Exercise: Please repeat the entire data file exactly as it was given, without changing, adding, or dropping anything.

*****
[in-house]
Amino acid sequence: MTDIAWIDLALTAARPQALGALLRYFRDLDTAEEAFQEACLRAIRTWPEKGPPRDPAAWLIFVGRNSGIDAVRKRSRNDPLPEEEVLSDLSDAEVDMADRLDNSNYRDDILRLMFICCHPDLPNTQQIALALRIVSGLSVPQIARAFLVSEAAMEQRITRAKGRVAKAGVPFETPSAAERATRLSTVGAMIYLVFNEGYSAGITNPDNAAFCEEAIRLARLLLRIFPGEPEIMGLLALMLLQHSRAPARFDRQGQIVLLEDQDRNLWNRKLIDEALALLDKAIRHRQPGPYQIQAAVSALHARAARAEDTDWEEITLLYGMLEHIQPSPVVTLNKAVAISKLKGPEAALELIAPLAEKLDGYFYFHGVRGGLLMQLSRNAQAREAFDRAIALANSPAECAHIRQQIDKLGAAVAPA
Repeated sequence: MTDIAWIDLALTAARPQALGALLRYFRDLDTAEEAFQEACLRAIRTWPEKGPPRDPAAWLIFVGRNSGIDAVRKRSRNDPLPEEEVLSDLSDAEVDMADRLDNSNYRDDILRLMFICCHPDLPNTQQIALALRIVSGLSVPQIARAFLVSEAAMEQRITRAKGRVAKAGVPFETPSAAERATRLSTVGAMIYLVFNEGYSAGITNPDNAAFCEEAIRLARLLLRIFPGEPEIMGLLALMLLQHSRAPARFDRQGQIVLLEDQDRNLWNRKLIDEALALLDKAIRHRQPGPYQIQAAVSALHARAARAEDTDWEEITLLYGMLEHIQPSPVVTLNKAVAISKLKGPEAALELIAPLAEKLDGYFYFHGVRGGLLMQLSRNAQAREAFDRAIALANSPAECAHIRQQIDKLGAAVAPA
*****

[in-house]
Amino acid sequence: MTDIAWIDLALTAARPQALGALLRYFRDLDTAEEAFQEACLRAIRTWPEKGPPRDPAAWLIFVGRNSGIDAVRKRSRNDPLPEEEVLSDLSDAEVDMADRLDNSNYRDDILRLMFICCHPDLPNTQQIALALRIVSGLSVPQIARAFLVSEAAMEQRITRAKGRVAKAGVPFETPSAAERATRLSTVGAMIYLVFNEGYSAGITNPDNAAFCEEAIRLARLLLRIFPGEPEIMGLLALMLLQHSRAPARFDRQGQIVLLEDQDRNLWNRKLIDEALALLDKAIRHRQPGPYQIQAAVSALHARAARAEDTDWEEITLLYGMLEHIQPSPVVTLNKAVAISKLKGPEAALELIAPLAEKLDGYFYFHGVRGGLLMQLSRNAQAREAFDRAIALANSPAECAHIRQQIDKLGAAVAPA
Repeated sequence: MTDIAWIDLALTAARPQALGALLRYFRDLDTAEEAFQEACLRAIRTWPEKGPPRDPAAWLIFVGRNSGIDAVRKRSRNDPLPEEEVLSDLSDAEVDMADRLDNSNYRDDILRLMFICCHPDLPNTQQIALALRIVSGLSVPQIARAFLVSEAAMEQRITRAKGRVAKAGVPFETPSAAERATRLSTVGAMIYLVFNEGYSAGITNPDNAAFCEEAIRLARLLLRIFPGEPEIMGLLALMLLQHSRAPARFDRQGQIVLLEDQDRNLWNRKLIDEALALLDKAIRHRQPGPYQIQAAVSALHARAARAEDTDWEEITLLYGMLEHIQPSPVVTLNKAVAISKLKGPEAALELIAPLAEKLDGYFYFHGVRGGLLMQLSRNAQAREAFDRAIALANSPAECAHIRQQIDKLGAAVAPA